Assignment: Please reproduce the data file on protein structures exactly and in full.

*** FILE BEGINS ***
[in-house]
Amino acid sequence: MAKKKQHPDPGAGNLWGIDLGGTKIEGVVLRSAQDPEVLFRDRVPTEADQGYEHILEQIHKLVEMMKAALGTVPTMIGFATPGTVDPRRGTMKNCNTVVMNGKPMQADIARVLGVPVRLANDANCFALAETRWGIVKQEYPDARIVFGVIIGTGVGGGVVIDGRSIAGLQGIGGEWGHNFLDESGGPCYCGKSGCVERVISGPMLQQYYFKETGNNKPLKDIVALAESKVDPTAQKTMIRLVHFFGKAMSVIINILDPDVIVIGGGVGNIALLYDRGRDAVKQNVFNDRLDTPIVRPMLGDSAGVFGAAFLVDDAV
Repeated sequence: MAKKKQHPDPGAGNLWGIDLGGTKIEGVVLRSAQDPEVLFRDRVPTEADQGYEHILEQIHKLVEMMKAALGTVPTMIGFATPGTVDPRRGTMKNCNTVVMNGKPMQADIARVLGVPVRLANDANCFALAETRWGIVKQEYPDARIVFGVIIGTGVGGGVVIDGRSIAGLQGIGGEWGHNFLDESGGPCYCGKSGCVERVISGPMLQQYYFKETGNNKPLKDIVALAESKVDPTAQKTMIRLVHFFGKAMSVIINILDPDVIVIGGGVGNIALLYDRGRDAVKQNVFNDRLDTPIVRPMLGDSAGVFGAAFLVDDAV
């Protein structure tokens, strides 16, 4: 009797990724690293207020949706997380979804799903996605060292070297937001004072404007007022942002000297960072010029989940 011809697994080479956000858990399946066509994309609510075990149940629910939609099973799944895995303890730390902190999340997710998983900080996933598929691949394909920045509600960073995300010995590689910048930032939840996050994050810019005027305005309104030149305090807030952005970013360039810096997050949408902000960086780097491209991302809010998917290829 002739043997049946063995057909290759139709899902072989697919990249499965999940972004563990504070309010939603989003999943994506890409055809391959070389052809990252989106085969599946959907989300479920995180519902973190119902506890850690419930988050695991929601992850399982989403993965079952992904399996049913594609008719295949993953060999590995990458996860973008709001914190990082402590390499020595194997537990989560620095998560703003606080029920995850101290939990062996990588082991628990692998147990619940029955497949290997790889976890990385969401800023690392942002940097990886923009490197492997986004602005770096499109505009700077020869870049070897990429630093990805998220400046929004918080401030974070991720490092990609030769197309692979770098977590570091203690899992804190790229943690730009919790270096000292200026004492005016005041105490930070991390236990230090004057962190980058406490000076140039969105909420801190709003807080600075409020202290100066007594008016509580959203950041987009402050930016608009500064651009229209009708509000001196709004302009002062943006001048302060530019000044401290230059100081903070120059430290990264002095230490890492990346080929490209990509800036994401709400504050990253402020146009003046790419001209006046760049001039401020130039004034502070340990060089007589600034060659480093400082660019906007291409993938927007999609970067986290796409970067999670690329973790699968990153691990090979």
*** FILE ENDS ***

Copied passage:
[in-house]
Amino acid sequence: MAKKKQHPDPGAGNLWGIDLGGTKIEGVVLRSAQDPEVLFRDRVPTEADQGYEHILEQIHKLVEMMKAALGTVPTMIGFATPGTVDPRRGTMKNCNTVVMNGKPMQADIARVLGVPVRLANDANCFALAETRWGIVKQEYPDARIVFGVIIGTGVGGGVVIDGRSIAGLQGIGGEWGHNFLDESGGPCYCGKSGCVERVISGPMLQQYYFKETGNNKPLKDIVALAESKVDPTAQKTMIRLVHFFGKAMSVIINILDPDVIVIGGGVGNIALLYDRGRDAVKQNVFNDRLDTPIVRPMLGDSAGVFGAAFLVDDAV
Repeated sequence: MAKKKQHPDPGAGNLWGIDLGGTKIEGVVLRSAQDPEVLFRDRVPTEADQGYEHILEQIHKLVEMMKAALGTVPTMIGFATPGTVDPRRGTMKNCNTVVMNGKPMQADIARVLGVPVRLANDANCFALAETRWGIVKQEYPDARIVFGVIIGTGVGGGVVIDGRSIAGLQGIGGEWGHNFLDESGGPCYCGKSGCVERVISGPMLQQYYFKETGNNKPLKDIVALAESKVDPTAQKTMIRLVHFFGKAMSVIINILDPDVIVIGGGVGNIALLYDRGRDAVKQNVFNDRLDTPIVRPMLGDSAGVFGAAFLVDDAV
């Protein structure tokens, strides 16, 4: 009797990724690293207020949706997380979804799903996605060292070297937001004072404007007022942002000297960072010029989940 011809697994080479956000858990399946066509994309609510075990149940629910939609099973799944895995303890730390902190999340997710998983900080996933598929691949394909920045509600960073995300010995590689910048930032939840996050994050810019005027305005309104030149305090807030952005970013360039810096997050949408902000960086780097491209991302809010998917290829 002739043997049946063995057909290759139709899902072989697919990249499965999940972004563990504070309010939603989003999943994506890409055809391959070389052809990252989106085969599946959907989300479920995180519902973190119902506890850690419930988050695991929601992850399982989403993965079952992904399996049913594609008719295949993953060999590995990458996860973008709001914190990082402590390499020595194997537990989560620095998560703003606080029920995850101290939990062996990588082991628990692998147990619940029955497949290997790889976890990385969401800023690392942002940097990886923009490197492997986004602005770096499109505009700077020869870049070897990429630093990805998220400046929004918080401030974070991720490092990609030769197309692979770098977590570091203690899992804190790229943690730009919790270096000292200026004492005016005041105490930070991390236990230090004057962190980058406490000076140039969105909420801190709003807080600075409020202290100066007594008016509580959203950041987009402050930016608009500064651009229209009708509000001196709004302009002062943006001048302060530019000044401290230059100081903070120059430290990264002095230490890492990346080929490209990509800036994401709400504050990253402020146009003046790419001209006046760049001039401020130039004034502070340990060089007589600034060659480093400082660019906007291409993938927007999609970067986290796409970067999670690329973790699968990153691990090979």